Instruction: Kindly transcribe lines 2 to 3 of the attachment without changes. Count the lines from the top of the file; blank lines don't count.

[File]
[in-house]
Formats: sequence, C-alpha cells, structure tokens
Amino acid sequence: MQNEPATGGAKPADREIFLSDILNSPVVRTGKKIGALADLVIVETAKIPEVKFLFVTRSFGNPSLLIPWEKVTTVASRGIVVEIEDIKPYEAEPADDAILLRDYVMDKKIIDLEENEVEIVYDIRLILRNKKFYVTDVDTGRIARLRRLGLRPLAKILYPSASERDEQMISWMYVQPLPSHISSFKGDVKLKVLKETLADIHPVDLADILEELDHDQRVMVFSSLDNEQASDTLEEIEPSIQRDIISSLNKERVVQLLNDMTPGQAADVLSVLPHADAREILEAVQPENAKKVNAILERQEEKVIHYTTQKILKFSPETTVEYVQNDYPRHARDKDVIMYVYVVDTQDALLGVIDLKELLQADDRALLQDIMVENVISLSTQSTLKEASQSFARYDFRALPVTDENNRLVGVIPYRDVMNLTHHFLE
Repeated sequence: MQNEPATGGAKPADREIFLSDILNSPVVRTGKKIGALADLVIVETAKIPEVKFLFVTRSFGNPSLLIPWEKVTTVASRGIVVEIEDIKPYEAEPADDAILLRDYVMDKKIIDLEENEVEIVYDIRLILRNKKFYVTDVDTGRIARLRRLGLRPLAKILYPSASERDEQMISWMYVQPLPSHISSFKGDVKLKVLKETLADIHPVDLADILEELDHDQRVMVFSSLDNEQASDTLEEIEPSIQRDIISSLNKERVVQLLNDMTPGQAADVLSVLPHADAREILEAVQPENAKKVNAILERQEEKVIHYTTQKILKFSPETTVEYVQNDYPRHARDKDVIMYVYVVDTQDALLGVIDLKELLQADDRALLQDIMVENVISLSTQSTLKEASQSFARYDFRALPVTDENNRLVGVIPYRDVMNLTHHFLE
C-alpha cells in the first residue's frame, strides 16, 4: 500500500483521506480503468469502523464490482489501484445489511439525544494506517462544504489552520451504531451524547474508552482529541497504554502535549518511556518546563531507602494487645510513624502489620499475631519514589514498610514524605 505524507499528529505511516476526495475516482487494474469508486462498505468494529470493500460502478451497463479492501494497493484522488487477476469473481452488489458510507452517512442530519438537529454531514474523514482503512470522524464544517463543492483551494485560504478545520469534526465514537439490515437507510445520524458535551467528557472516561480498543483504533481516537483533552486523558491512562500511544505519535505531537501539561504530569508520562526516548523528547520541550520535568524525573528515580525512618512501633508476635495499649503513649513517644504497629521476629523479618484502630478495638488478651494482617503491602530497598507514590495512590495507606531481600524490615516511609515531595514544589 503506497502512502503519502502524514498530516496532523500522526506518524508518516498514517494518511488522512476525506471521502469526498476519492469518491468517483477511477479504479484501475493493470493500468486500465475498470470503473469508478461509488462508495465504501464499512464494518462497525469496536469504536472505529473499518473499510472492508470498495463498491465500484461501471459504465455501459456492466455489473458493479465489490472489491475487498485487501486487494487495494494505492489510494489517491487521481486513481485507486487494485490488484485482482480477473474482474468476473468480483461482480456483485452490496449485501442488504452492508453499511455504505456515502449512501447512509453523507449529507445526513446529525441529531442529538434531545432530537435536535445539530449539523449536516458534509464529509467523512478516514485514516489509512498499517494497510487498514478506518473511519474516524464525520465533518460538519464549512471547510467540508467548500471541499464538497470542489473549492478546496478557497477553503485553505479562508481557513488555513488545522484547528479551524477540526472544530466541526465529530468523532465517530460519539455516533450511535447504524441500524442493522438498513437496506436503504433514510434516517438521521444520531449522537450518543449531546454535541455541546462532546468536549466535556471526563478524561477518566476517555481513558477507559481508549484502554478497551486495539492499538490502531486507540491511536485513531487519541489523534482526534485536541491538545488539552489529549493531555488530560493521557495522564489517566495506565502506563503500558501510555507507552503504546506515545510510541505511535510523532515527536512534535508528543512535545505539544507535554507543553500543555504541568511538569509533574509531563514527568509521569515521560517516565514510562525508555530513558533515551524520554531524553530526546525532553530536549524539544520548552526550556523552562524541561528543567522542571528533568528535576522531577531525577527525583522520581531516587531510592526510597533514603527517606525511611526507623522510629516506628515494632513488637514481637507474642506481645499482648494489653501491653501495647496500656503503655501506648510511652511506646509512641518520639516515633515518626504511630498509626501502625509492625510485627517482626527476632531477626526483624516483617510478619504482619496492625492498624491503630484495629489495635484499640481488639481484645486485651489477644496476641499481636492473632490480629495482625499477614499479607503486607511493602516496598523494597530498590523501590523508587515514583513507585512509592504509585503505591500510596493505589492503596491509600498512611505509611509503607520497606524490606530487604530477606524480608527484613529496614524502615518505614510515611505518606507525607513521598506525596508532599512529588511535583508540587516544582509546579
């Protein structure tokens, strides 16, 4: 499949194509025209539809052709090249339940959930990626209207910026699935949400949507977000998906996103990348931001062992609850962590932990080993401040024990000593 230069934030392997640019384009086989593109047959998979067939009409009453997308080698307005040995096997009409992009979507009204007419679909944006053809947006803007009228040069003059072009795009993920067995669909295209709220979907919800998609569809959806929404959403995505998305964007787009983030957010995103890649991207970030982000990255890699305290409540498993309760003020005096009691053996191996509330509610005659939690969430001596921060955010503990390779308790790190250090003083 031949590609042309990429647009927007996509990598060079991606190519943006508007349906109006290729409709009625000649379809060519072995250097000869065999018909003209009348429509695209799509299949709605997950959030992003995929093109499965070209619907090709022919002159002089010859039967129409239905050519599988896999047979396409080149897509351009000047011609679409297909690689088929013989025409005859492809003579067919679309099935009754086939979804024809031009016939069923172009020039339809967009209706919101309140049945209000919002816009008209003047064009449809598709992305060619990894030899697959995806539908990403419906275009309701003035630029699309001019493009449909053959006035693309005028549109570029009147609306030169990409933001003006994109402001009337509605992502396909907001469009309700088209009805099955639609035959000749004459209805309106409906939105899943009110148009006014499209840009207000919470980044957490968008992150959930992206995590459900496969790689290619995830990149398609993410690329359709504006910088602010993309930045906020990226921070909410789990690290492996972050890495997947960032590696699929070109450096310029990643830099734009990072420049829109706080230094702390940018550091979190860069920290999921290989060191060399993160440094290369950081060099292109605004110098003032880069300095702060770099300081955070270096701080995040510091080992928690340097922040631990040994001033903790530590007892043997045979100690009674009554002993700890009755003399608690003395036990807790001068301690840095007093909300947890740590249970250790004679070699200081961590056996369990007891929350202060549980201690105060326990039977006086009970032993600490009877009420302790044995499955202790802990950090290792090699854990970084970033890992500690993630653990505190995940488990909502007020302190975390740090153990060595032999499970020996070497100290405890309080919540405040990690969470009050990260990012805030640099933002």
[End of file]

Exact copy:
Formats: sequence, C-alpha cells, structure tokens
Amino acid sequence: MQNEPATGGAKPADREIFLSDILNSPVVRTGKKIGALADLVIVETAKIPEVKFLFVTRSFGNPSLLIPWEKVTTVASRGIVVEIEDIKPYEAEPADDAILLRDYVMDKKIIDLEENEVEIVYDIRLILRNKKFYVTDVDTGRIARLRRLGLRPLAKILYPSASERDEQMISWMYVQPLPSHISSFKGDVKLKVLKETLADIHPVDLADILEELDHDQRVMVFSSLDNEQASDTLEEIEPSIQRDIISSLNKERVVQLLNDMTPGQAADVLSVLPHADAREILEAVQPENAKKVNAILERQEEKVIHYTTQKILKFSPETTVEYVQNDYPRHARDKDVIMYVYVVDTQDALLGVIDLKELLQADDRALLQDIMVENVISLSTQSTLKEASQSFARYDFRALPVTDENNRLVGVIPYRDVMNLTHHFLE